Dow, the giant chemical company, told Popular Information on Monday that it was "immediately suspending all corporate and employee political action committee (PAC) contributions to any member of Congress who voted to object to the certification of the presidential election." Dow announced that the "suspension will remain in place" for a minimum of "one election cycle." The suspension "includes contributions to the candidate’s reelection committee and their affiliated PACs."
AT&T, the largest individual corporate donor to the Republican objectors, told Popular Information on Monday that it would "suspend contributions to members of Congress who voted to object to the certification of Electoral College votes last week." Last week, AT&T said only that it would "weigh candidates’ positions, votes cast and actions taken when making decisions about future PAC support."
Prominent corporations ending donations to more than half of the Republicans in Congress-- permanently or indefinitely-- is unprecedented in American politics.
...Other companies who announced they were indefinitely suspending donations to the Republicans who objected to the Electoral College vote include Amazon, AirBnB, Deloitte, Comcast, Verizon, Best Buy and Mastercard.
"Simple decency and sober reflection require us to account for the events in Washington this past week-- not just the lawless violence, but also elected US representatives seeking to subvert the decision of the people in the recent Presidential election," Mastercard said in a message to employees obtained by Popular Information.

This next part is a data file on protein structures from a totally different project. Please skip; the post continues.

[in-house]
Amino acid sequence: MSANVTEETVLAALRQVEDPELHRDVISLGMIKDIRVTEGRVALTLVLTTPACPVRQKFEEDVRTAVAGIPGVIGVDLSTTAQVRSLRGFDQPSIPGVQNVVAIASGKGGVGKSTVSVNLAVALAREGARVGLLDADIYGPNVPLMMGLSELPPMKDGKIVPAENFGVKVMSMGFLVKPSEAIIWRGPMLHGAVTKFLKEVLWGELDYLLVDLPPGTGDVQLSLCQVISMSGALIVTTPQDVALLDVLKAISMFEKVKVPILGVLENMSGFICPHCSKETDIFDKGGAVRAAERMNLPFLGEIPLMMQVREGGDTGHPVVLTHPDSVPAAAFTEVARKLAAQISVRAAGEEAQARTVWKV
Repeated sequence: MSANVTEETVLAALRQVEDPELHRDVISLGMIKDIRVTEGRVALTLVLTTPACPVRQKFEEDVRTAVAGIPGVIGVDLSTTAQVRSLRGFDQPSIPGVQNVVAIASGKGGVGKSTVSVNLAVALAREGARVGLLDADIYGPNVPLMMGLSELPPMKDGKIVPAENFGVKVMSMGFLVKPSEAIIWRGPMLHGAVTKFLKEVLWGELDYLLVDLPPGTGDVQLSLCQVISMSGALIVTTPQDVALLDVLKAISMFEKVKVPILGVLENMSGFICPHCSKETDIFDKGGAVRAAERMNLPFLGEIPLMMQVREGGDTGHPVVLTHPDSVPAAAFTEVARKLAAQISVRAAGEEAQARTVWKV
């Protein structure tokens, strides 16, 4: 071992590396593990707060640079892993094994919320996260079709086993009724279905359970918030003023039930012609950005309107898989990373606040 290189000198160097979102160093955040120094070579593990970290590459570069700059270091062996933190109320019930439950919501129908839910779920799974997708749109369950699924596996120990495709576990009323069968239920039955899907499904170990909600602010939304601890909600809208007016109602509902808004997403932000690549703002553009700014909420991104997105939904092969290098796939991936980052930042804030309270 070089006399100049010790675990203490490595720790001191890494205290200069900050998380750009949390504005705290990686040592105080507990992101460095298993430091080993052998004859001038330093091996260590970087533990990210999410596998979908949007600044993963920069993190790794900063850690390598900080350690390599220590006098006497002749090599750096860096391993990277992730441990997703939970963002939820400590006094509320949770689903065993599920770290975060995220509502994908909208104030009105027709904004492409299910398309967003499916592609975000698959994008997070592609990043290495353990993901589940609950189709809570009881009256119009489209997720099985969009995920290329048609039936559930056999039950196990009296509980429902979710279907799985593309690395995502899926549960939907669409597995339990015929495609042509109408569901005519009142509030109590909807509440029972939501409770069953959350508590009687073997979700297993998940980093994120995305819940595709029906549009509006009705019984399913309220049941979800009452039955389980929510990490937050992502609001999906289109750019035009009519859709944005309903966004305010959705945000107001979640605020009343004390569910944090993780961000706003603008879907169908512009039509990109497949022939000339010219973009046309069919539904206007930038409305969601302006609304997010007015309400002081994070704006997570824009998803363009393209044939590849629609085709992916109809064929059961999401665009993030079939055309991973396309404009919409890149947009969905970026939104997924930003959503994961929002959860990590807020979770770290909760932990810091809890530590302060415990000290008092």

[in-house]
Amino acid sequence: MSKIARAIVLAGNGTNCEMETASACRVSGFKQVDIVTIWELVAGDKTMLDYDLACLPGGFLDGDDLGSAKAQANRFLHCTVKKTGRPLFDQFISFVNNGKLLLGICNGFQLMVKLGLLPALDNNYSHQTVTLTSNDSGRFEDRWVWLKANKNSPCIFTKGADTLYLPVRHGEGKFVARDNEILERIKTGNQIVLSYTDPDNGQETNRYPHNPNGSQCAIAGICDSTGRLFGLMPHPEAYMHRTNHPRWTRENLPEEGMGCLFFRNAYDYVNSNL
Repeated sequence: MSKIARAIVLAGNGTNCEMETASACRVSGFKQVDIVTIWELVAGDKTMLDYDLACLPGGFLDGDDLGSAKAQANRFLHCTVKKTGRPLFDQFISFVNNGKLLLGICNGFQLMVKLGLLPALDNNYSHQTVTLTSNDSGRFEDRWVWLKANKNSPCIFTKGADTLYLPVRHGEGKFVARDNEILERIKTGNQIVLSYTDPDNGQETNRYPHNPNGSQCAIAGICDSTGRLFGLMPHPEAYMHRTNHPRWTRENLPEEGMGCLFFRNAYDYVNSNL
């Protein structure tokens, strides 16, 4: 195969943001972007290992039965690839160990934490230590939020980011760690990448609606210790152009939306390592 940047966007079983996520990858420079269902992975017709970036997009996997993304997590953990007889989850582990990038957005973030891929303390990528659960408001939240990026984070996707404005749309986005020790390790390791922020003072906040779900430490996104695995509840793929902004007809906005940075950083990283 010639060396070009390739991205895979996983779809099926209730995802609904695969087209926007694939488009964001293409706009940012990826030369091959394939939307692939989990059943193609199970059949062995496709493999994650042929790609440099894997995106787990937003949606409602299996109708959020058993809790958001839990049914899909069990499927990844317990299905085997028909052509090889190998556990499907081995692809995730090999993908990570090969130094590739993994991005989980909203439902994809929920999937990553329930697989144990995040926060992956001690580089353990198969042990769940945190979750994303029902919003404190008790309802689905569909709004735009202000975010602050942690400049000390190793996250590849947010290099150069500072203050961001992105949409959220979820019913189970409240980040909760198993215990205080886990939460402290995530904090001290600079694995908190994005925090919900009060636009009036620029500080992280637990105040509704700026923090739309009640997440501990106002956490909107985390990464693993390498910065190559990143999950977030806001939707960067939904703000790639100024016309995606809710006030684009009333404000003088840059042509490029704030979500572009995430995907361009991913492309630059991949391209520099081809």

Yesterday, taking its lede from Legum, Reuters reported that "Republicans in the U.S. Congress faced growing blowback on Monday from businesses that said they would cut off campaign contributions to those who voted last week to challenge President-elect Joe Biden’s victory. The announcements by Amazon.com Inc, General Electric Co, Dow Inc, AT&T Inc, Comcast Corp, Verizon Communications Inc, American Express Co, Airbnb Inc, Cisco Systems Inc, Best Buy Co Inc and Mastercard Inc, among others, threaten to throttle fundraising resources for Republicans who will soon be out of power in the White House and both chambers of Congress. AT&T and Comcast, for example, are among the biggest corporate donors in Washington."


One of Austin's most prominent progressive activists, former city attorney and former congressional candidate Mike Siegel noted this morning that "The illusory promises of rapacious interests like JP Morgan, posturing as if they care about democracy by pausing campaign donations to the Plotters of January 6, must be seen as the cynical ploy they are. They hope we won't notice how they've propped up Trump and his enablers for four years, how they've profited from massive wealth inequality and environmental destruction, and how ultimately it is a choice, us or them. As long as immortal limited liability companies can pump unlimited cash bribes into our political system, democracy will be unattainable. We must end corporate money in politics, point blank. No quarter for coup plotters-- or their corporate backers."

Current congressional candidate and Albuquerque state Senator Antoinette Sedillo Lopez sees this much the way Siegel does. She sent me a few lines she's going to be posting on her Facebook page today: "If corporate PACs want to take a moral stand, they should cease giving money to all elected officials. Corporate PAC influence weighs far too heavily on our electoral and law making process. This is why I refuse to accept a dime of corporate PAC money and I will fight to end Citizens United."